• Why has church discipline, the protection of Christ’s body, been so often traded for quiet conversations and the overlooking of apostasy?
    • Why do our churches feel more like coffee shops than battlefield hospitals?
    • Why do we ask pastors to rightly manage their homes but are repulsed when they actually discipline their children? (Both, after all, are in the same passages.)

    When we begin to pick at the surface, we quickly see that with manhood everything is at stake. As Low puts it, rejecting God’s good order of patriarchy rejects all three persons of the Trinity. No wonder our churches are full of convictionless men when we train convictionless leaders in a convictionless gospel.

    The Lies and Fallacies Beneath Roe v. Wade

    [Introductory note: Back in 2003, Dr. Francis J. Beckwith, Professor of Philosophy & Church-State Studies at Baylor University, wrote a full-on expose of the Supreme Court's supremely flawed reasoning in Roe v. Wade, entitled, "The Supreme Court, Roe v. Wade, and Abortion Law." After reading and notating the paper, I am offering a seven-part series outlining his main arguments with further commentary. I'm no law expert, but a simple course in logic (or understanding the basic logical fallacies) is all we need to see the lies beneath the majority opinion in Roe v. Wade.]

    The Fear of the Lord and the Facts of Abortion

    Long ago, the fear of the Lord and good sense told me that US abortion law was on shaky ground at best. Even middle schoolers – yes, twelve-year-olds – know it’s wrong to kill an unborn child. How is it that the grown-ups are so much smarter and get it wrong? Because we as a country no longer fear the Lord.

    To prove the shaky ground is actually no ground at all (and illustrate the fact that our country no longer fears the Lord), Francis Beckwith has done us all a service. His 2003 paper, “The Supreme Court, Roe v. Wade, and Abortion Law” is a logical expose of the Supreme Court’s fallacious, misleading logic and outright lies in interpreting constitutional law.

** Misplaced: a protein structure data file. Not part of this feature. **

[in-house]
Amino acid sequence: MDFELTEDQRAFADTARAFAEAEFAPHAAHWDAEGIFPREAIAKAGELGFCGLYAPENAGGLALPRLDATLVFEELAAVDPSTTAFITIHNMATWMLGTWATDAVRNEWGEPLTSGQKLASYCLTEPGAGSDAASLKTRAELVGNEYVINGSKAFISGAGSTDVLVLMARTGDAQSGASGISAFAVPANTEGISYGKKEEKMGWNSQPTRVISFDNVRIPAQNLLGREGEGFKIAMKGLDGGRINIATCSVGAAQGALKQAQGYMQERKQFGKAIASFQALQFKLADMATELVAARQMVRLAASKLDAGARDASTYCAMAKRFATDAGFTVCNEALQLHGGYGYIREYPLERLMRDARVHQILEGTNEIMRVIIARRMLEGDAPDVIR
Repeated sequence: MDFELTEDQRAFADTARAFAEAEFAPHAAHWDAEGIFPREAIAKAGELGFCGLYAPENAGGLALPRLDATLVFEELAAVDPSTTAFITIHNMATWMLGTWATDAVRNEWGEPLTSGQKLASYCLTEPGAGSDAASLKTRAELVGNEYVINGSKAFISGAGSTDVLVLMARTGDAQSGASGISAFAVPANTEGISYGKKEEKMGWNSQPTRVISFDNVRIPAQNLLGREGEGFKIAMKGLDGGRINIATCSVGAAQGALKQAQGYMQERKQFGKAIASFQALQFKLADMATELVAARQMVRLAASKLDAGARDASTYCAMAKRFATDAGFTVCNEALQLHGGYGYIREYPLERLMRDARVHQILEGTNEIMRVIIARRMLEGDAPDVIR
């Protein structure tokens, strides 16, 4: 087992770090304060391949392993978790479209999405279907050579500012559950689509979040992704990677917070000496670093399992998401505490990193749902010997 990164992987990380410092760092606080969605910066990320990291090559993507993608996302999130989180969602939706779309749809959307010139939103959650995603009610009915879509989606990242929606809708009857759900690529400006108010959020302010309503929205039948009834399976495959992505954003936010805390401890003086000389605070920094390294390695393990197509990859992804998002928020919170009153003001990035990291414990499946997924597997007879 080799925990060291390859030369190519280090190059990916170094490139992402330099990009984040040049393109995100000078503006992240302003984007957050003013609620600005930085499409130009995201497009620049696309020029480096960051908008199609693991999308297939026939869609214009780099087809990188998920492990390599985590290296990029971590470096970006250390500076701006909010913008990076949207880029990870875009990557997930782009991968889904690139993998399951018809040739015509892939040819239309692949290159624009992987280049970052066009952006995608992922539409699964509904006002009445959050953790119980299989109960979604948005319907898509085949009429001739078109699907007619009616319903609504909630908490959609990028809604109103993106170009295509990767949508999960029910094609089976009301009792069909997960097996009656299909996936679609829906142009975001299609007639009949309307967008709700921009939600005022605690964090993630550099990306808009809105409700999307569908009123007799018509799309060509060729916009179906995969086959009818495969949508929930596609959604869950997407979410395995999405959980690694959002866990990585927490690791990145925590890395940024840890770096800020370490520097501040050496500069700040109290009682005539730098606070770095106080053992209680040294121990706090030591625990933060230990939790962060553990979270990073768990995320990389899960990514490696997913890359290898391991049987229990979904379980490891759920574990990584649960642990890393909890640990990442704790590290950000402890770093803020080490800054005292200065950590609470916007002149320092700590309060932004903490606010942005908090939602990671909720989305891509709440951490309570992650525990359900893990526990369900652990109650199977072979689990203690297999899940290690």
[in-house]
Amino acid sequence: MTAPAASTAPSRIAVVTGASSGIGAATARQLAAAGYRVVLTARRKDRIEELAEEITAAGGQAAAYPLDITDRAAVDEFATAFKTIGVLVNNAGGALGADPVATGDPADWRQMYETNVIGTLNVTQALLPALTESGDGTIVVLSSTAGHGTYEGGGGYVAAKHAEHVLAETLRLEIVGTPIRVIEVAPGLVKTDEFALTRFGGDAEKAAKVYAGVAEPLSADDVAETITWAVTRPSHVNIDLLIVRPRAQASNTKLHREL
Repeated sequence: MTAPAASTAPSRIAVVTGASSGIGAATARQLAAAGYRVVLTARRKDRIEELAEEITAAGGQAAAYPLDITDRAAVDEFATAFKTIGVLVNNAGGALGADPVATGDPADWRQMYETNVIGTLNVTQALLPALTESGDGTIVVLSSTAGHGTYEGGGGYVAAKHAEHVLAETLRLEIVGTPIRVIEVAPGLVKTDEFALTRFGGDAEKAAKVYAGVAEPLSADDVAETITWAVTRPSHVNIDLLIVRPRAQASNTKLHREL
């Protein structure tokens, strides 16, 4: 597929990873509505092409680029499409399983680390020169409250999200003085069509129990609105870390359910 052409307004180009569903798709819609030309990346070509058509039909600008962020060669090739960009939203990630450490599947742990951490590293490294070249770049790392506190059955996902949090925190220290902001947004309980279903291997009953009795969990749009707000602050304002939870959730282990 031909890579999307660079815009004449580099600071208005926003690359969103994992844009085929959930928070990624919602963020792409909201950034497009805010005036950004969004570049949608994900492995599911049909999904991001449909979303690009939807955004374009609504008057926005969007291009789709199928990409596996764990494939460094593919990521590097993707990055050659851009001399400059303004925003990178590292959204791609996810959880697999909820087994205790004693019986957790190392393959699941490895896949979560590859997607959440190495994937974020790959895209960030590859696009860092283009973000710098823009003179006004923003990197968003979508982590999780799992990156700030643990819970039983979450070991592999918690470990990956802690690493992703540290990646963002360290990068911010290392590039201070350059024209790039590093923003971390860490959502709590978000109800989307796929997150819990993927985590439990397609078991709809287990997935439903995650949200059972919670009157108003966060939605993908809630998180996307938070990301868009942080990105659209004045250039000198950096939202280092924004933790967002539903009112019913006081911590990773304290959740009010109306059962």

That alone is enough to read the entire 36-page essay, but here’s a taste of Beckwith’s darkness-exposing analysis:

    The current law in the United States, except for in a few states, does not restrict a woman from procuring an abortion for practically any reason she deems fit during the entire nine months of pregnancy. That may come as quite a shock to many readers, but that is in fact the state of the current law (p.38).

    Beckwith uses the same command of current and past abortion law to untangle several gnarled issues, outlined below:

    I. What the Court Actually Concluded in Roe

    In this section, Beckwith quotes the Roe decision extensively and exposes Justice Harry Blackmun’s argument piece by piece:

    • “Therefore, Roe does nothing to prevent a state from allowing unrestricted abortions for the entire nine months of pregnancy,” (p.39).
    • “Thus, reproductive liberty, according to this reading of Roe, should be seen as a limited freedom established within the nexus of three parties: the pregnant woman, the unborn, and the state. The woman’s liberty trumps both the value of the unborn and the interests of the state except when the unborn reaches viability,” (p.39).
    • “[Justice Blackmun's] framework has resulted in abortion on demand,” (p.39).
    • “Blackmun’s choice of viability as the point at which the state has a compelling interest in protecting prenatal life is based on a fallacious argument,” (p.40).
    • “The Supreme Court so broadly defined health in  Roe’s companion decision, Doe v. Bolton (1973), that
      for all intents and purposes, Roe allows for abortion on demand. In Bolton, the Court ruled that health must be taken in its broadest possible medical context and must be defined ‘in light of all factors—physical, emotional, psychological, familial,  and  the  woman’s  age—relevant  to  the  well  being  of  the  patient’ because ‘[a]ll these factors relate to health,’ ” (p.40).
    • The 1983 U.S. Senate Judiciary Committee concluded the same, stating that that “no significant legal barriers of any kind whatsoever exist today in the  United States for a woman to obtain an abortion for any reason during any stage of her pregnancy,” (p.40).
    • Furthermore, the Court (as Gosnell and Planned Parenthood events have proven) left the interpretation of the viability of the fetus open to mean whatever “meaningful life” may mean, determined “exclusively by the pregnant woman,” (p.42).

    In other words, because Blackmun did little to protect the rights of the unborn over against the rights of an abortion-hungry mother, his regime has (rather logically) resulted in abortion-on-demand as the modern status quo.

    Next time, we’ll dive into part 2, “How the Court Found a Right to Abortion,” and it’s really more like they invented it.